Bagshot Park, c. 1880
|Current tenants||The Earl and Countess of Wessex|
|Owner||The Crown Estate|
|Official name||Bagshot Park|
Bagshot Park is a royal residence located near Bagshot, a village 11 miles (18 km) south of Windsor and approximately 11 miles (18 km) north west of Guildford. It is on Bagshot Heath, a fifty square-mile tract of formerly open land in Surrey and Berkshire. Bagshot Park occupies 21 hectares (51 acres) within the designated area of Windsor Great Park.
The Mansion house was listed, Grade II, as a building of special architectural or historic interest in 1976. Built with red brick and stone dressings in Tudor gothic style, with side and rear extensions in late 19th and early 20th century. The landscaped grounds are also Grade II listed on the Register of Historic Parks and Gardens.
The original Bagshot Lodge was built between 1631–33 as one of a series of small lodges designed for King Charles I by Inigo Jones. It was remodelled between 1766 and 1772 according to designs of James Paine for George Keppel, the 3rd Earl of Albemarle, and altered in 1798 by Sir John Soane for the Duke of Clarence (later King William IV), who lived there until 1816.
Bagshot Park was subsequently used by Prince William Frederick, Duke of Gloucester, nephew of King George III. The Duke added pieces of property between the estate and Sunningdale; his widow, Princess Mary, daughter of King George III, continued to live there after his death until she moved out in 1847. The original house was demolished in 1877–78.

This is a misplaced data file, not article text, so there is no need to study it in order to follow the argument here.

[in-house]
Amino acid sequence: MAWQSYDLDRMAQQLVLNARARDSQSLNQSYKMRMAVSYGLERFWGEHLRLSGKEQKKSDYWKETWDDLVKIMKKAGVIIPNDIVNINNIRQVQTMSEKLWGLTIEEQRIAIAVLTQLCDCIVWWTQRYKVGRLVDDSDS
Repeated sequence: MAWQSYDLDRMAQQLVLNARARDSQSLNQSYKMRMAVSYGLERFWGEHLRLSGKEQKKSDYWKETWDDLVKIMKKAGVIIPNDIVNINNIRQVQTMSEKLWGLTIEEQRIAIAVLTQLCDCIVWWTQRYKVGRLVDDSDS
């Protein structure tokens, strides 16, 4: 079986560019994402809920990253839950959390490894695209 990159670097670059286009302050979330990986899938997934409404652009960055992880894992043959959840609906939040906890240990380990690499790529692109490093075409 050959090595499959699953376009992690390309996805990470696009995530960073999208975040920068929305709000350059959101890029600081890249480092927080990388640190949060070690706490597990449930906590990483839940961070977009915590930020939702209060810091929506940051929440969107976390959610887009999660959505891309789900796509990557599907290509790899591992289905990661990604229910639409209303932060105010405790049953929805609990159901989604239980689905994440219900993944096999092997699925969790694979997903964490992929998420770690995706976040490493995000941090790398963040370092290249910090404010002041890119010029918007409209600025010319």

A new building with 120 rooms was completed in 1879. The 1881 census records an equerry and 26 servants living in the main house: an under butler, a housekeeper, four valets, two lady's maids, two dressers, a cook, three kitchen maids, three housemaids, three footmen, a page, a porter, a scullery maid, two other junior posts and a soldier. A coachman and seven grooms lived in the stables. Two other domestic staff lived in one of the lodges, three agricultural workers lived in another, and one gardener is recorded as living on the estate. From 1880 this was the principal residence of Prince Arthur, Duke of Connaught and Strathearn, a son of Queen Victoria. The Duke, who was Governor General of Canada from 1911 until 1916, died at Bagshot Park in 1942. The property had been in grace and favour occupation.
Following the Duke's death in 1942, Bagshot Park was requisitioned by the Army for its use by the Auxiliary Territorial Service (later to become the WRAC) as their Staff College. This closed at the end of the war. In 1946 King George VI offered the house to the Royal Army Chaplains' Department to be used as a Church House and Chaplains' Depot. The Army Chaplains have been in residence since 1947 and re-located to Andover, Hampshire in April 1996.
It was the Army Chaplains, who famously placed a notice by the pond reading "Please do not walk on the water". They vacated the building shortly before the Earl and Countess of Wessex took over the tenancy. The original sign was removed when the chaplains left, but a new one, made by J.M.J. Holland Chairmakers and given to the Earl of Wessex, has replaced it.